~Access to Rhetorical Grammar: Grammatical Choices, Rhetorical Effects (8th Edition), Martha J. Kolln, Loretta Gray
~on reserve in the library or you can purchase the text at the bookstore; ensure if you buy a used copy that it is the eighth edition

FALL/WINTER TERMS, 2018 TO 2019

Tutoring Writing
RHET-2500, Section 001
Fall/Winter, Tu 1:00 AM TO 2:15 PM
Instructor: Helen Lepp Friesen

This course is designed to provide the theoretical and practical knowledge you will need to work as a writing tutor in the Department of Rhetoric, Writing, and Communications. Readings in composition theory and in the principles of peer tutoring will introduce you to such topics as the composing process, methods of writing assessment, rhetorical expectations in academic writing, and the ethical responsibilities of tutors in a peer tutoring relationship. Students enrolled in this course will be expected to be a part of UW’s growing community of tutors by taking part in online community-building, will “shadow” existing tutors to learn about best practices in peer conferences, will commit ten hours of time to peer tutoring in the fall term, and will be expected to hold at least one workshop project for the university community that is in the interests of the Tutoring Centre.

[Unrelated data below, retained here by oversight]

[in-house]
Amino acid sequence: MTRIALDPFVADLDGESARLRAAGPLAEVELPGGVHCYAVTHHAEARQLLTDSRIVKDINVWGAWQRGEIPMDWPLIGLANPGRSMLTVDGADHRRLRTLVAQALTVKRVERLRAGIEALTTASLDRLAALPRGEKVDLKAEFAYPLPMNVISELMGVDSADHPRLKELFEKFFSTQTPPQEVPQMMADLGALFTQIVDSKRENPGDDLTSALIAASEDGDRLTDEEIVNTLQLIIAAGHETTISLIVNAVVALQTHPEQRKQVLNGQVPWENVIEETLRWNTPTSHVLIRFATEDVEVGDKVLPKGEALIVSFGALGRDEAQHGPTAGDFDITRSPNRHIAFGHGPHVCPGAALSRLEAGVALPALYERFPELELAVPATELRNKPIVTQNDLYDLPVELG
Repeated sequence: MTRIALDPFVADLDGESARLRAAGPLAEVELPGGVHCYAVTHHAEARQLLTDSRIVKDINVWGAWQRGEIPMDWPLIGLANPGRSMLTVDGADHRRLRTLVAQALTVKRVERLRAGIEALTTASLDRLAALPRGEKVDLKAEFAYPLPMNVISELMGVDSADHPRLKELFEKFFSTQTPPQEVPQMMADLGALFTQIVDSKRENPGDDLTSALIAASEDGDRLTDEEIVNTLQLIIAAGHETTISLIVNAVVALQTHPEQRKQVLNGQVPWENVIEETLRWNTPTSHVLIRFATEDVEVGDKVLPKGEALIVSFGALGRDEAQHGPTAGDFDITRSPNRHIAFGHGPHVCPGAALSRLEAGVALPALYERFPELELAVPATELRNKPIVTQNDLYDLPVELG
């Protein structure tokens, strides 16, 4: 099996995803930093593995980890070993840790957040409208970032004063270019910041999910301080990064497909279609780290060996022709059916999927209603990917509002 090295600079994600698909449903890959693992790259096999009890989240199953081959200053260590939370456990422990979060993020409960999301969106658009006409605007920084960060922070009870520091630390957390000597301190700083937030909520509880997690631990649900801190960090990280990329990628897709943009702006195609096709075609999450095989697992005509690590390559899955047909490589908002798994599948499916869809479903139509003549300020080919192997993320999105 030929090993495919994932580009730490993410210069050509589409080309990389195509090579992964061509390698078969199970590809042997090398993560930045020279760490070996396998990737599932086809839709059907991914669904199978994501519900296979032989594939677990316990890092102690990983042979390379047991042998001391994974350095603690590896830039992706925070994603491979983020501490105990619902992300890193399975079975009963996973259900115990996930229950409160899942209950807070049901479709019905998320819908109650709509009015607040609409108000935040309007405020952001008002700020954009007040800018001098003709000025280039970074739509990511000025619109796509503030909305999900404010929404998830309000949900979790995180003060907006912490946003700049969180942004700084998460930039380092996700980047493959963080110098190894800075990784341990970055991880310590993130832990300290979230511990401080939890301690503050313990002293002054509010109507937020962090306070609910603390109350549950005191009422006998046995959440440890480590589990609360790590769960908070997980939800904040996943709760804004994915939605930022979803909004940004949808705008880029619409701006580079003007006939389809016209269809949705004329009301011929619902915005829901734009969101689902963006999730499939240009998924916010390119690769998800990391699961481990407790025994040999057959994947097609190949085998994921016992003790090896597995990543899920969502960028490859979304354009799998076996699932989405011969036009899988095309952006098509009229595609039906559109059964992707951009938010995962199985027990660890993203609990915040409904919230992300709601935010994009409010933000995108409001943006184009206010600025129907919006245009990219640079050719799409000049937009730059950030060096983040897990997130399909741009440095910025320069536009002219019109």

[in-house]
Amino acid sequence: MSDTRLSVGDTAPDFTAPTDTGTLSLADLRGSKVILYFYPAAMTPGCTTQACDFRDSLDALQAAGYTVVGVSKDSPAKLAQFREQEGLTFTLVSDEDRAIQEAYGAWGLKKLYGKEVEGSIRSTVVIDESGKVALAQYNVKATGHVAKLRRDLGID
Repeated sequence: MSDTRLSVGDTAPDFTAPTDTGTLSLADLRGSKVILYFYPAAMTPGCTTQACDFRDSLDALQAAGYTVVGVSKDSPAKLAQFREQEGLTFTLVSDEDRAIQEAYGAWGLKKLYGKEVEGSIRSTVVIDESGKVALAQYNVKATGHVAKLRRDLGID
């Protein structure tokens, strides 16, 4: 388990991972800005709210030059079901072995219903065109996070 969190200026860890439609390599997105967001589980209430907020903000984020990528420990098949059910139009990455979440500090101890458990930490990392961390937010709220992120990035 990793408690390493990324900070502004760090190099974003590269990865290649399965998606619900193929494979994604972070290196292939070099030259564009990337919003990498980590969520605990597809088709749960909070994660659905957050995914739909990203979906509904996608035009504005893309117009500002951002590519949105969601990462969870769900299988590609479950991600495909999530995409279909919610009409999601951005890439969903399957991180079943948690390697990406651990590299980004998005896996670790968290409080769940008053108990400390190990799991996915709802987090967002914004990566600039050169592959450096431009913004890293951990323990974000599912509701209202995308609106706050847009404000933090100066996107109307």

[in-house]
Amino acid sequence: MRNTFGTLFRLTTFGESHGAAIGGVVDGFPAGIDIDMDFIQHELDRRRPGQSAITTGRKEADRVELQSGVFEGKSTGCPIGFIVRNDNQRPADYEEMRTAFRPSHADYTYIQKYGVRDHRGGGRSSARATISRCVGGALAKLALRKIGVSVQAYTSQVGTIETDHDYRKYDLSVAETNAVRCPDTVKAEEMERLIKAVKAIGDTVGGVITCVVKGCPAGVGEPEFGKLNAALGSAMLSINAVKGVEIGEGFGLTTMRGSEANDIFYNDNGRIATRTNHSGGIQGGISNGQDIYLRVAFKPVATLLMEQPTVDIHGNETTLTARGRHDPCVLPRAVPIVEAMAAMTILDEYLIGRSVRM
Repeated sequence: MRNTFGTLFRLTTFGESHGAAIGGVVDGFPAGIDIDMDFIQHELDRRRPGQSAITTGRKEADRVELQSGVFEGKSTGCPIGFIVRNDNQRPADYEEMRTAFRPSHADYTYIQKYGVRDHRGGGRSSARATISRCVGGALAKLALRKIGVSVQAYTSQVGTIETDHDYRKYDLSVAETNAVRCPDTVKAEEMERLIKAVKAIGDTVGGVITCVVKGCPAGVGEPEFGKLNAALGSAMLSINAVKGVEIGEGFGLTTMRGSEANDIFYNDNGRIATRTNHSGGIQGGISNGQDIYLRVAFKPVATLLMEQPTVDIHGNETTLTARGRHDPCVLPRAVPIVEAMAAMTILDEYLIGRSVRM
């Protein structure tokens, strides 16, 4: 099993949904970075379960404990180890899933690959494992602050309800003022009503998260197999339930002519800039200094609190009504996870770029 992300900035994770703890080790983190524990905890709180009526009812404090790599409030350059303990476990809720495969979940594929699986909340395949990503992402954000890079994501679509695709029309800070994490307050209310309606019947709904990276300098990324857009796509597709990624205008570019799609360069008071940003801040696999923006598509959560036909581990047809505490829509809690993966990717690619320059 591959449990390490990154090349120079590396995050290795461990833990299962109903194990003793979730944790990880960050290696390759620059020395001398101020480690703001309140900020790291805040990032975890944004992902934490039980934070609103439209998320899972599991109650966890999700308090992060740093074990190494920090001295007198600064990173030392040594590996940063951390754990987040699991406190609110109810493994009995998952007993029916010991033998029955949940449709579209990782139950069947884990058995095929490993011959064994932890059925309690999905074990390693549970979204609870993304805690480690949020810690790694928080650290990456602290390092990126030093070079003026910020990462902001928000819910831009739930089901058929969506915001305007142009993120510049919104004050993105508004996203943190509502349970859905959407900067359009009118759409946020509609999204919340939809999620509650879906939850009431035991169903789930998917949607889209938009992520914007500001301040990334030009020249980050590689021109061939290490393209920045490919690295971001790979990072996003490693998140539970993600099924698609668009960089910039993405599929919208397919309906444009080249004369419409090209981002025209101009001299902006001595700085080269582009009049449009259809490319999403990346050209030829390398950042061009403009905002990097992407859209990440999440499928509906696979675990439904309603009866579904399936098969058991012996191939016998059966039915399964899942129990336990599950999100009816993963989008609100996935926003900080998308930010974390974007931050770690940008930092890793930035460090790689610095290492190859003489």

WINTER TERM, 2019

Professional Style and Editing
RHET-2131, Section 002
Winter Term, TuTh 2:30 PM TO 3:45 PM
Instructor: Robert Byrnes

This course teaches students to revise their prose, not for new ideas but for better phrasing of the ones they already have. Students will learn how to write in several prose styles and to edit each other's work professionally in terms of stylistic (rather than only grammatical) criteria. The course will include a number of short style exercises as well as longer essays, and a great deal of practice in editing. It will be a great help for anyone intending to write polished term papers or theses, not to mention business memos.

Requisite Courses: Any section of Academic Writing or exemption from the writing requirement and completion of 24 credit hours.